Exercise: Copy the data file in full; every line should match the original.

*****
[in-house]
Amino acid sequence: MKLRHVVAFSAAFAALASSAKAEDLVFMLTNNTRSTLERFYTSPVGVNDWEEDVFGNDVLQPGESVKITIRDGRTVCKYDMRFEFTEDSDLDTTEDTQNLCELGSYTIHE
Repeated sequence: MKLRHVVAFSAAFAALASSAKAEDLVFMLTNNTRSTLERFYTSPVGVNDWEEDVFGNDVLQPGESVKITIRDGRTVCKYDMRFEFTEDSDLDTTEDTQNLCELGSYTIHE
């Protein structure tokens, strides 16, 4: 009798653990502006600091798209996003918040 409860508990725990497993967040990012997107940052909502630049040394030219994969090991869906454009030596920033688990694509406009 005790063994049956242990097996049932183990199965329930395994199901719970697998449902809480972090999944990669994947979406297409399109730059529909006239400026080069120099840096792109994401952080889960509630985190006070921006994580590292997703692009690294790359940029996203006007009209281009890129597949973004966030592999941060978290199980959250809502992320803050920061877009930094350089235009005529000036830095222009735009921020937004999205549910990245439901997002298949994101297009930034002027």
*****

[in-house]
Amino acid sequence: MKLRHVVAFSAAFAALASSAKAEDLVFMLTNNTRSTLERFYTSPVGVNDWEEDVFGNDVLQPGESVKITIRDGRTVCKYDMRFEFTEDSDLDTTEDTQNLCELGSYTIHE
Repeated sequence: MKLRHVVAFSAAFAALASSAKAEDLVFMLTNNTRSTLERFYTSPVGVNDWEEDVFGNDVLQPGESVKITIRDGRTVCKYDMRFEFTEDSDLDTTEDTQNLCELGSYTIHE
């Protein structure tokens, strides 16, 4: 009798653990502006600091798209996003918040 409860508990725990497993967040990012997107940052909502630049040394030219994969090991869906454009030596920033688990694509406009 005790063994049956242990097996049932183990199965329930395994199901719970697998449902809480972090999944990669994947979406297409399109730059529909006239400026080069120099840096792109994401952080889960509630985190006070921006994580590292997703692009690294790359940029996203006007009209281009890129597949973004966030592999941060978290199980959250809502992320803050920061877009930094350089235009005529000036830095222009735009921020937004999205549910990245439901997002298949994101297009930034002027």